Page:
Electric vehicle (EV) startup Lucid Motors (Lucid) reported its Q1 2023 earnings on May 8, 2023. The company booked Q1 revenue of US$149.4 million, a 159% increase compared to the same period last year. But, Lucid keeps losing money on its vehicle sales and is far away from profitability.
The company said is finished the quarter with just over US$3.4 billion in cash, cash equivalents, and investments, with total liquidity of US$4.1 billion. It expects this liquidity to fund operations at least into Q2 2024. However, slowing demand paired with increased competition could pressure Lucid do issue another capital raise if it can’t become profitable within the next year or so.
In Q1, Lucid produced 2314 vehicles and delivered 1406 vehicles. It still expects to produce at least 10,000 vehicles in 2023. At the end of 2021, Lucid had guided for 2022 production of 20,000 units before slashing production guidance to 12,000 units, and then again down to just 6000 units. Lucid only produced 7180 vehicles in 2022.
Like other EV automakers, Lucid is in a race against the cash burn clock. It is trying to scale production to the point where each unit sold will be profitable so the company doesn’t have to rely on cash. However, Lucid is quickly running out of time. An industry-wide slowdown in auto sales paired with a potential recession on the horizon means that the timing of Lucid’s production ramp couldn’t be much worse.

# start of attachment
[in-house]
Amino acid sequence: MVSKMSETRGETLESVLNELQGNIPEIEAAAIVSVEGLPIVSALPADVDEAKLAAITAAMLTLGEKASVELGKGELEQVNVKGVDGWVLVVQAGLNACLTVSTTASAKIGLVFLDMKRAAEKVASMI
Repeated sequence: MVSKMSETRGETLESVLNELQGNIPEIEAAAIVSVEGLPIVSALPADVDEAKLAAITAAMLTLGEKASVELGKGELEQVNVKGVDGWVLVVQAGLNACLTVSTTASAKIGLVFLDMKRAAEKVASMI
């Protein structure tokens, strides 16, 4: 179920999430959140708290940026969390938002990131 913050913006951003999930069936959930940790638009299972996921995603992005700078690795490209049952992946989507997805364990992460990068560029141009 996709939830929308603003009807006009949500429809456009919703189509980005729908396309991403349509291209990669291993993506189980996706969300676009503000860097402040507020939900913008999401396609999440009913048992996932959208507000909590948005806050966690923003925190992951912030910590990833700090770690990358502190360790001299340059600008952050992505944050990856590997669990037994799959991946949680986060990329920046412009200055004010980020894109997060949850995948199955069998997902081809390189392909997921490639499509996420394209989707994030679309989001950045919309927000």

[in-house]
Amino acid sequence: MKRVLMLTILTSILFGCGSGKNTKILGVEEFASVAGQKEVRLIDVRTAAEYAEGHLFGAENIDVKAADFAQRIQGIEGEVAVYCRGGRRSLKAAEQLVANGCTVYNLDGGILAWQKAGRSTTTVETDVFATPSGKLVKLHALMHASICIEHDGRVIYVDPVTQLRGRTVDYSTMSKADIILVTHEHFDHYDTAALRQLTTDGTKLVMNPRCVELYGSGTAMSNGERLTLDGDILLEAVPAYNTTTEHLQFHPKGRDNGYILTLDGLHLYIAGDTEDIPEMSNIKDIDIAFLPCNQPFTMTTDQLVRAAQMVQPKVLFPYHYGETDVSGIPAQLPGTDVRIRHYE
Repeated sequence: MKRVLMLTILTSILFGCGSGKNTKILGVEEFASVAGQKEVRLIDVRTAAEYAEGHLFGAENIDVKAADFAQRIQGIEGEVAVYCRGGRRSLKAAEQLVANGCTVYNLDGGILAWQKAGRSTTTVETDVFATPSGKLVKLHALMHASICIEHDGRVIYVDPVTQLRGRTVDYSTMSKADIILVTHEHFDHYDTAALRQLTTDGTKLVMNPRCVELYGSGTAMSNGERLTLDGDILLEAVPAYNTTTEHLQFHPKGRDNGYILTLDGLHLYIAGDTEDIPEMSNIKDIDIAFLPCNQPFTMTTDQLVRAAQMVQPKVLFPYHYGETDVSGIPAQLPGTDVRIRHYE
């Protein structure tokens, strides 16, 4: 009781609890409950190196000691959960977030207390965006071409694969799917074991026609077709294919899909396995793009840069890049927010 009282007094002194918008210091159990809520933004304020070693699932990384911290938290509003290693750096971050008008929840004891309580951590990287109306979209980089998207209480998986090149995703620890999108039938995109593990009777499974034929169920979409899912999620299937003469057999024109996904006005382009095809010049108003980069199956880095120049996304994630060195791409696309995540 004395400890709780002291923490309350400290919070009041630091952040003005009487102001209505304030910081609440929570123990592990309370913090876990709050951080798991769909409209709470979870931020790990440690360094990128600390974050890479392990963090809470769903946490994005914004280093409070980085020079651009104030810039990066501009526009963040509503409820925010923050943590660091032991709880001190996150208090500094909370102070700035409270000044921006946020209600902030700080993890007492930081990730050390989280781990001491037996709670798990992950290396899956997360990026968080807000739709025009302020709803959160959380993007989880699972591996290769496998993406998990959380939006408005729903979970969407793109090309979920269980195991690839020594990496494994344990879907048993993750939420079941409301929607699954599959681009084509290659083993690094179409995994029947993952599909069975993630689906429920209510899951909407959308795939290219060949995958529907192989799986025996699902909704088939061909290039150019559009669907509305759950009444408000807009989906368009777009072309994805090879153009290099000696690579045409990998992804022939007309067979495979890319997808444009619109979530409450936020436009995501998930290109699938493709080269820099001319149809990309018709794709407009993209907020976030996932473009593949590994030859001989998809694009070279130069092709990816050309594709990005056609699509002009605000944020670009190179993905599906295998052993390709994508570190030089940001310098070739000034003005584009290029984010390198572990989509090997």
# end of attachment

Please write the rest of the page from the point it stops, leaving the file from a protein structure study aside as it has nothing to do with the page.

To its credit, Lucid has received rave reviews for its Lucid Air electric sedan. However, the vehicle is incredibly expensive. Versions of the Lucid Air Touring range from around US$112,000 to US$140,000. Went Lucid first went public in 2021, its vision was to create an affordable electric sedan that could compete with the Tesla Model 3. The Lucid Air Pure was expected to beat the Model 3 in performance. The Lucid Gravity SUV, which also features impressive specs, is another product in Lucid’s production pipeline.
Lucid’s Touring may be expensive, but few EV s come close in terms of performance. The Lucid Air Grand Touring features an official US Environmental Protection Agency estimated 516 miles (830 km) of range or 1050 hp.
Possibly Lucid’s biggest mistake thus far was that it invested heavily in initial upfront manufacturing costs, including building vertically integrated technology (and batteries) in-house. If Lucid becomes successful, these investments should pay off big time. As for now, these initial costs may have put the cart before the horse and left Lucid desperately cash strapped during an unfortunate time in the economic cycle.
Lucid may have trouble raising more money at an attractive rate. Its options will likely be to further dilute its depressed stock price at the expense of disgruntled shareholders or take on debt at a high interest rate. Lucid is one of several examples that technology alone cannot guarantee success, even in a rapidly growing industry like EVs.